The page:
However, I want to talk about the gifts that I received from others: words that offered me hope and helped me find my way forward and through this faith breakdown. I don’t know where I would be without these conversations and questions. Maybe you’re wondering what to say to someone whose faith appears to be in shambles. Maybe you’re the one in the middle of your own dark night of the soul. Maybe these gifts that helped me will be of use to someone else.

Doubt is not the end of faith

  1. “My friend has questions like that too. She would love to talk to you.”

This is absolutely the best thing that I heard. The connections made through this conversation led to hope and to a connect-the-dot adventure of friendships and ultimately to new experiences and understandings of God. I wouldn’t be who I am today without this conversation. Finding people with similar questions was so important. But finding people who had journeyed with and through Doubt into a meaningful faith gave me hope. What I needed most at that time was hope and connection.

  1. “Ooh. You ask good questions. Your questions are good.”

Any reassurance that we are not lost or sinning because of our questions is helpful. To find people who are not shocked or frightened by our questions is necessary. To find people who are excited by our questions is a gift. It lets us believe that God is also not shocked or disappointed by our questions. When you think about it, what is at the heart of these questions? Isn’t it a longing to know–to really know deep in your bones that something is true? Not just to believe because someone else told you to? How could God be disappointed in your longing to truly know God?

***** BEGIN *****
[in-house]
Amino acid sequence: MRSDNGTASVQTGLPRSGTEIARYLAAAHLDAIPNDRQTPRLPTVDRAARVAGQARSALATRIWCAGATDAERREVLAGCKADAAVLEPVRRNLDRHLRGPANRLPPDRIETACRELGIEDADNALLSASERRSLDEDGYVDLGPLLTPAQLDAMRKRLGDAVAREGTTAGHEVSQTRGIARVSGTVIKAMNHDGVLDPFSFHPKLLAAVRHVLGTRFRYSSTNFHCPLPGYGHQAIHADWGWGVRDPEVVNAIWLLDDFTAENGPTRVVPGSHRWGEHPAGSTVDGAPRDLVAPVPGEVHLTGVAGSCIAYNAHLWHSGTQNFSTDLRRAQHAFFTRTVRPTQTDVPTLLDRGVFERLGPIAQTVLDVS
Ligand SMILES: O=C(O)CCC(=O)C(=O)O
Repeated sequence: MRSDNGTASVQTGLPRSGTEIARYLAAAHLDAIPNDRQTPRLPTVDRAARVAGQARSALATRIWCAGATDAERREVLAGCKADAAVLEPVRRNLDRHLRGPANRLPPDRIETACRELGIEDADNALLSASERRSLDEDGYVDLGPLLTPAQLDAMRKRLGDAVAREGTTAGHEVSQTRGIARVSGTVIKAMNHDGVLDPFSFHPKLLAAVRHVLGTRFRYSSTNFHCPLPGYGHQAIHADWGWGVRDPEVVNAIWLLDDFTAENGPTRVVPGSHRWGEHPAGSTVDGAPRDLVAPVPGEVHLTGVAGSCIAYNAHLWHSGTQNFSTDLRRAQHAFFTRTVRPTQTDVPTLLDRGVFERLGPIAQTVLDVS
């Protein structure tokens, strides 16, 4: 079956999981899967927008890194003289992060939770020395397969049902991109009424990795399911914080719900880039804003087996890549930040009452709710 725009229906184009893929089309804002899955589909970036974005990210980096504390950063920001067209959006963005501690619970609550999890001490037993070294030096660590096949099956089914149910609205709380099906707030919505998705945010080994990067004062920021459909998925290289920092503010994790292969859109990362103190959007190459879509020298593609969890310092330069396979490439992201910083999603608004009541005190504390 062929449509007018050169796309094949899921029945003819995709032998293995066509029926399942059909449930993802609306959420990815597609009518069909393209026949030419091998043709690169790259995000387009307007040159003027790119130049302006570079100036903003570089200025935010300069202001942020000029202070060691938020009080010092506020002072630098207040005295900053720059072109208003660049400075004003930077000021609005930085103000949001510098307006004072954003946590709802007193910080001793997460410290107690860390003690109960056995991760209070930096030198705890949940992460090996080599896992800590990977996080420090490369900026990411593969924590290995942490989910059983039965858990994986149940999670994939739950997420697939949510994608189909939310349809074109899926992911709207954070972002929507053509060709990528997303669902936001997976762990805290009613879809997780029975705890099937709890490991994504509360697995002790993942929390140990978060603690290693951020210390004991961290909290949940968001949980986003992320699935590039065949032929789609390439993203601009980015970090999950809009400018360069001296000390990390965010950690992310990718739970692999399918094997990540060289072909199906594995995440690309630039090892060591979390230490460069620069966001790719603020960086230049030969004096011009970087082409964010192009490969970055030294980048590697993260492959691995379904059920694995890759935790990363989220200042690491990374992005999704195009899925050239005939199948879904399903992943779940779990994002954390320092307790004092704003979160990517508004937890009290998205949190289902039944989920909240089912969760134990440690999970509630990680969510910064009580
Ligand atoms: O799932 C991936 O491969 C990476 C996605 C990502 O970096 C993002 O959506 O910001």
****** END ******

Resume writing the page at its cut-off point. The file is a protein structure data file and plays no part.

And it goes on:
1. “You know Jacob wrestled with God and was given the name Israel. Israel means ‘he who struggles with God.”

Let that sink in. Maybe God still invites us to wrestle? What if faith is wrestling?

  1. “Did you know that this place of doubt, of losing faith, is in the middle of adult maps of spiritual development?”

Finding books like Janet Hagberg and Robert Guelich’s The Critical Journey and Richard Rohr’s Falling Upward was a gift. It helps to know that this apparent loss of faith fits a pattern. Doubt may be an invitation to move from a head-based faith to your heart. It might be an invitation to shed a second-hand, hand-me-down faith and experience your own first-hand encounter with God. Doubt is an invitation to More. Doubt wasn’t the end of my faith; it was an invitation to a new beginning.

  1. “Do you need to know all of the answers to all of your questions right now?”

This question was such a gift. I may have been able to throw away my anxiety meds shortly after this question made its way into my bones. First: This question alone suggested that I don’t need to know the answers right exactly now. The woman who asked it of me wasn’t afraid that I might go to hell if I died in a car crash on my way home because I didn’t know what to believe about Jesus anymore. It suggested that maybe it’s actually okay to let go of that scary image of God that would make me afraid of that scenario.

Second: At a point where I felt like I was drowning in questions, this question gave me permission to rest. I felt like I scooped up all of those questions, captured them in a glass jar, and set them on a shelf in the back of my mind. I still had the questions, but they were no longer all-consuming. This helped mightily with the anxiety I was struggling with at the time.

  1. “What is your one question that you need today?”

This question helped move me from an answer-based faith to a question-based faith. I learned to find my questions, to ask them, to wait and listen and live the questions. My questions lead me to my next steps. I’ve learned to love my questions.

  1. “You might want to try asking these questions: “Who are you God?” “What have you made me for?” “What is my next step?”